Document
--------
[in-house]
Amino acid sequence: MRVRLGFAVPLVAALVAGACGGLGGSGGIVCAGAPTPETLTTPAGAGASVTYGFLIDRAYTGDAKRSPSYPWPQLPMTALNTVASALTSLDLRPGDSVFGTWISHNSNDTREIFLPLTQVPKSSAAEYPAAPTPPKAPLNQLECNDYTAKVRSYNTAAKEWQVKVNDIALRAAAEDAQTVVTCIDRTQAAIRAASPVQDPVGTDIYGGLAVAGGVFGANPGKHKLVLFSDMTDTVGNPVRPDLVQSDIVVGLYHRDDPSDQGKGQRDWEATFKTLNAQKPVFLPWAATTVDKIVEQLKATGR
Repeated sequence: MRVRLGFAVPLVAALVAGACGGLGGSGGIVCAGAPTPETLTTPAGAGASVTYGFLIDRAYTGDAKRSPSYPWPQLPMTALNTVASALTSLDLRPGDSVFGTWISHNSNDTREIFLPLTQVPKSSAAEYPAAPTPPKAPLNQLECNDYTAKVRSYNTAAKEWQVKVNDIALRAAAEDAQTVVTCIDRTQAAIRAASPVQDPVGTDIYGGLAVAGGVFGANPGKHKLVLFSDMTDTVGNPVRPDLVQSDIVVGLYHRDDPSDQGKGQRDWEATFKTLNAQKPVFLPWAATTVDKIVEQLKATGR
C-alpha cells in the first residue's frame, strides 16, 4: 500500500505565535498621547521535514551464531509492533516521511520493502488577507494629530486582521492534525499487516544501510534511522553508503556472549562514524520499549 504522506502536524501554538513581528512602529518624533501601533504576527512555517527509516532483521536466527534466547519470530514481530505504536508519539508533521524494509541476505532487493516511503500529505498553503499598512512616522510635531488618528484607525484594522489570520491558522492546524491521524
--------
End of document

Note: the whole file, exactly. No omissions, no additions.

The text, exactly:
[in-house]
Amino acid sequence: MRVRLGFAVPLVAALVAGACGGLGGSGGIVCAGAPTPETLTTPAGAGASVTYGFLIDRAYTGDAKRSPSYPWPQLPMTALNTVASALTSLDLRPGDSVFGTWISHNSNDTREIFLPLTQVPKSSAAEYPAAPTPPKAPLNQLECNDYTAKVRSYNTAAKEWQVKVNDIALRAAAEDAQTVVTCIDRTQAAIRAASPVQDPVGTDIYGGLAVAGGVFGANPGKHKLVLFSDMTDTVGNPVRPDLVQSDIVVGLYHRDDPSDQGKGQRDWEATFKTLNAQKPVFLPWAATTVDKIVEQLKATGR
Repeated sequence: MRVRLGFAVPLVAALVAGACGGLGGSGGIVCAGAPTPETLTTPAGAGASVTYGFLIDRAYTGDAKRSPSYPWPQLPMTALNTVASALTSLDLRPGDSVFGTWISHNSNDTREIFLPLTQVPKSSAAEYPAAPTPPKAPLNQLECNDYTAKVRSYNTAAKEWQVKVNDIALRAAAEDAQTVVTCIDRTQAAIRAASPVQDPVGTDIYGGLAVAGGVFGANPGKHKLVLFSDMTDTVGNPVRPDLVQSDIVVGLYHRDDPSDQGKGQRDWEATFKTLNAQKPVFLPWAATTVDKIVEQLKATGR
C-alpha cells in the first residue's frame, strides 16, 4: 500500500505565535498621547521535514551464531509492533516521511520493502488577507494629530486582521492534525499487516544501510534511522553508503556472549562514524520499549 504522506502536524501554538513581528512602529518624533501601533504576527512555517527509516532483521536466527534466547519470530514481530505504536508519539508533521524494509541476505532487493516511503500529505498553503499598512512616522510635531488618528484607525484594522489570520491558522492546524491521524